«IEE Project ‘BiogasIN’ Examples for financing of biogas projects in Denmark D.3.2., WP3 - Henning Hahn, Dominik Rutz, Erik Ferber, Franz Kirchmayer ...»
IEE Project ‘BiogasIN’
Examples for financing of biogas projects
- Henning Hahn, Dominik Rutz, Erik Ferber,
Franz Kirchmayer November 2010
2. Basics of financing biogas projects
3. Financing of biogas projects in Denmark
3.1. Support tools in Denmark
6.2. Financing tools in Denmark
1. Introduction The implementation of biogas projects requires three preconditions: good and stable legislative framework conditions, easy and transparent permitting procedures, as well as access to financing. If one of these three preconditions is weak or not given, the biogas project risks failure. In Europe, these preconditions are very good in countries like Germany and Austria. In other countries there is still considerable effort needed to improve them.
The present report provides an outline for financing conditions and procedures in the
top 5 EU countries with developed biogas market for agricultural biogas plants:
Germany (about 5000 agricultural biogas plants), Austria (320 biogas plants), Denmark (about 22 co-operated and 60 farm scaled biogas plants), the Netherlands (about 90 agricultural biogas plants) and Italy (150 farm based biogas plants). The graph on the next page illustrates the energy production of biogas in Europe.
This report serves as overview of good practices for biogas financing in countries with developed biogas markets. More precisely, this report shall assist policy makers and financing bodies in the BiogasIN countries: Bulgaria, Croatia, Czech Republic, Greece, Latvia, Romania and Slovenia to develop good framework conditions for biogas financing.
The BiogasIN project is supported by the “Intelligent Energy for Europe Programme” by the European Commission and aims to create a sustainable biogas market in Central and Eastern Europe (CEE): Bulgaria, Croatia, Czech Republic, Greece, Latvia,
Romania and Slovenia. Core of BiogasIN is the removal of framework barriers in CEE:
high administrative barriers both in permitting and financing phases.
Figure 1: Primary energy production of biogas in Europe in 2007 [EurObserv‘ER] Legend: Landfill gas Sewage sludge gas Other biogas (decentralised agricultural plant etc.)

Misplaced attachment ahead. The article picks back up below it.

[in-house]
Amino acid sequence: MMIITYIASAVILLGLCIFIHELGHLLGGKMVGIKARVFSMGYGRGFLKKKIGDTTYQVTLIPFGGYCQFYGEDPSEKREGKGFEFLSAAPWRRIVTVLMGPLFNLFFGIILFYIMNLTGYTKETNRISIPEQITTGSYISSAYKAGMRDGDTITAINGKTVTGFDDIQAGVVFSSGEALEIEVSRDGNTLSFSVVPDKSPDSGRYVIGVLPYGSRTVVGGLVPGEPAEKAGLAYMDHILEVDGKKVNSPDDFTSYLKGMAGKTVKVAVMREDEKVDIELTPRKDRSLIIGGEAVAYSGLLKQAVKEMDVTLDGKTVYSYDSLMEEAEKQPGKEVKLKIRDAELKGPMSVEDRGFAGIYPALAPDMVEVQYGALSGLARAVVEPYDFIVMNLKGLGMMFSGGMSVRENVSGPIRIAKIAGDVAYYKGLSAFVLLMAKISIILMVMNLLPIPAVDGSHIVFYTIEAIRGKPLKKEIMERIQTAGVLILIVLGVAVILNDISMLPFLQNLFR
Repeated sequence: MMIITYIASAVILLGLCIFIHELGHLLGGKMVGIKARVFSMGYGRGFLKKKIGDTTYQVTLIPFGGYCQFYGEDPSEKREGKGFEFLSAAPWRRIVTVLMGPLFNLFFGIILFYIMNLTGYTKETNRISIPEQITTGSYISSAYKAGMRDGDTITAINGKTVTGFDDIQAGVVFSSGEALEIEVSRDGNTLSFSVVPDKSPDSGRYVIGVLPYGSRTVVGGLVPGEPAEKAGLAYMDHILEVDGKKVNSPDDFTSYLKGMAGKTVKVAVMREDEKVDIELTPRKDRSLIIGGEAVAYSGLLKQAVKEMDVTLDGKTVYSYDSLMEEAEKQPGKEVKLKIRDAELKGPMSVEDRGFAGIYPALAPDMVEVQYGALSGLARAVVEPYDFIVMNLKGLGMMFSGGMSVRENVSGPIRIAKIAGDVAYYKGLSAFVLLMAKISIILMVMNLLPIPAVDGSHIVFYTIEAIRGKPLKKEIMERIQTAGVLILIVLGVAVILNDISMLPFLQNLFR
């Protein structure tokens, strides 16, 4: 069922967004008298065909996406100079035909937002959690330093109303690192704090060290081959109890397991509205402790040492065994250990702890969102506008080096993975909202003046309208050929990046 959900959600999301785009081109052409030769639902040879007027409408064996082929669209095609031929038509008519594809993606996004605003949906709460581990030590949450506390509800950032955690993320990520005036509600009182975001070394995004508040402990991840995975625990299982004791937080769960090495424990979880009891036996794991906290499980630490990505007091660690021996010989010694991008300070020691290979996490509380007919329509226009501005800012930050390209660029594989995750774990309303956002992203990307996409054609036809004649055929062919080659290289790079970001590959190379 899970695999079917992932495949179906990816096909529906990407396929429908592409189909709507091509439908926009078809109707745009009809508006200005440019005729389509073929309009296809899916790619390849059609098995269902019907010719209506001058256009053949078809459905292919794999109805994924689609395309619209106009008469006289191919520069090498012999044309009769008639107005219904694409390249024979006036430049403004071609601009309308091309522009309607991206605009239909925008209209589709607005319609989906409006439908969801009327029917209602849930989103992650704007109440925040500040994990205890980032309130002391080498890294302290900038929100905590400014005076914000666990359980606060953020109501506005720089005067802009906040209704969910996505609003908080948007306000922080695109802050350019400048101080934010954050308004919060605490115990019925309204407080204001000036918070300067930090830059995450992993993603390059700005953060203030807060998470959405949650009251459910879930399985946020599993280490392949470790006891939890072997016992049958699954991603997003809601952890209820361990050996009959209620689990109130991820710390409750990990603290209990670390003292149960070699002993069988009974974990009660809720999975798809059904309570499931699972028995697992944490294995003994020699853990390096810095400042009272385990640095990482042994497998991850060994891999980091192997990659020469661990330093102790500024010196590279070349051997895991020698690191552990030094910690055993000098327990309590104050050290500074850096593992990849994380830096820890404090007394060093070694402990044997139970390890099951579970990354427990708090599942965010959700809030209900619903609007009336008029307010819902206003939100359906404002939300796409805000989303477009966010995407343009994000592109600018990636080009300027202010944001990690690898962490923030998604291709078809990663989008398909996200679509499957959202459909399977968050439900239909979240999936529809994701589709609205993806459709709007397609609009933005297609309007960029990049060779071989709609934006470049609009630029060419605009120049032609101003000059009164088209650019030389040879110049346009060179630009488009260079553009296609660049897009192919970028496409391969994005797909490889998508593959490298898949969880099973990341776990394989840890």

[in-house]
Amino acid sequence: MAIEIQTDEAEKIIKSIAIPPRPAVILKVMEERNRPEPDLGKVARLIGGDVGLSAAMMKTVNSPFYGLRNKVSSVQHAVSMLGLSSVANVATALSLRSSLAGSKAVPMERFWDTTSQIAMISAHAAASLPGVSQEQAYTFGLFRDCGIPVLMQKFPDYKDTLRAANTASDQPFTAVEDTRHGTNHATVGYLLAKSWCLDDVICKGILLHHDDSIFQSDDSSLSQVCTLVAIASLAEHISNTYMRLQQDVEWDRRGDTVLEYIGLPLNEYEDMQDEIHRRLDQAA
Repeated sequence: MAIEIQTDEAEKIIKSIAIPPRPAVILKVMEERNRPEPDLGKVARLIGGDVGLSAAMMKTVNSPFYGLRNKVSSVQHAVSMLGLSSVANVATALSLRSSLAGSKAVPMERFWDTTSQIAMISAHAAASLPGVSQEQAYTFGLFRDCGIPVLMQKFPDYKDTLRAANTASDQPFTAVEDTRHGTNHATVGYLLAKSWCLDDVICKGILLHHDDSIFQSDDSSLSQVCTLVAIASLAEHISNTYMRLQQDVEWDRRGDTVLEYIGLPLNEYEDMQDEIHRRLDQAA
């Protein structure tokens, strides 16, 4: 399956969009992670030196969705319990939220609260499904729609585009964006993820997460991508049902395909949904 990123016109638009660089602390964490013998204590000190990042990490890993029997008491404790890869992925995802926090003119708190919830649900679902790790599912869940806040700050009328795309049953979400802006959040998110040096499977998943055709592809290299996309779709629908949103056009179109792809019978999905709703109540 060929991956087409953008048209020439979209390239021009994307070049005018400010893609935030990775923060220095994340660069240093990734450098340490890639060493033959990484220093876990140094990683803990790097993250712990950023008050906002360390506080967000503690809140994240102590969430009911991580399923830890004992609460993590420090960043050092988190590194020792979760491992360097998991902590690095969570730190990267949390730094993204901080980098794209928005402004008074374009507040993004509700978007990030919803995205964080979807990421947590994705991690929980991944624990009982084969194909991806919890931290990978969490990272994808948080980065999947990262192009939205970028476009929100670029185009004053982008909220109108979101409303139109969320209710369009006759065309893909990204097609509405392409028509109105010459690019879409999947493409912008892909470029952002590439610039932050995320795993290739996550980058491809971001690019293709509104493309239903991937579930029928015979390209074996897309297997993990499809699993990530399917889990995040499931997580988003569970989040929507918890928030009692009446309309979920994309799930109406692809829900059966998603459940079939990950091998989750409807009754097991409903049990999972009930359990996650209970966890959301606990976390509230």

2. Basics of financing biogas projects The initial investment for a biogas plant is generally very high and it usually requires the application of sound financing tools. The following list includes the investments
and costs for a typical agriculture biogas plant:
Costs for planning: engineering costs, costs for permits, taxes, certificates, etc.
• Costs for equipment (investment costs): technical equipment, buildings, • storage facilities, infrastructure, grid connection, etc.
Depending on the size of the biogas projects and the feedstock type, typical investors in biogas plants are single farmers, several farmers jointly investing in one biogas plant, and industry. In some cases also other investors are involved, such as e.g.
municipalities or waste companies.
Financing bodies will finance biogas projects depending on the expected financial performance compared to the project risks and depending on the credit worthiness of the investor. In general, profitability of investment in biogas project strongly depends on availability of the national supporting scheme (either as feed-in tariff or green certificates) and assurance that the project in question will be eligible to benefit from the support system at the operational phase.
Due to the high capital costs, usually debt capital is required for the implementation of biogas projects. Furthermore, equity capital of 20-30% of the total capital cost is usually required. In some countries, it is possible to receive a certain amount of project funding from public sources or to obtain low-interest credits. Public sources should be considered and included in the calculation/financial planning process.
Subsidies for biogas plants can be received for various fields of interest: agriculture, regional development, renewable energy projects, environment, structural funds, etc.
Common financing methods are credits from private banks. As indicated in Figure 2 below, there are two main types of typical financing for biogas projects: traditional financing by loans and project financing.
Figure 2: Traditional loan financing and project financing concepts For traditional financing the credit history of the company or investor (e.g. farm) plays an important role. On the one hand, the liability of the company depends on the assets of the biogas plant and, on the other hand, of the company which is in many cases the farm. Decisions of the financing bodies depend upon the annual financial statements of the company. This is the typical financing tool for single farmers investing in biogas projects.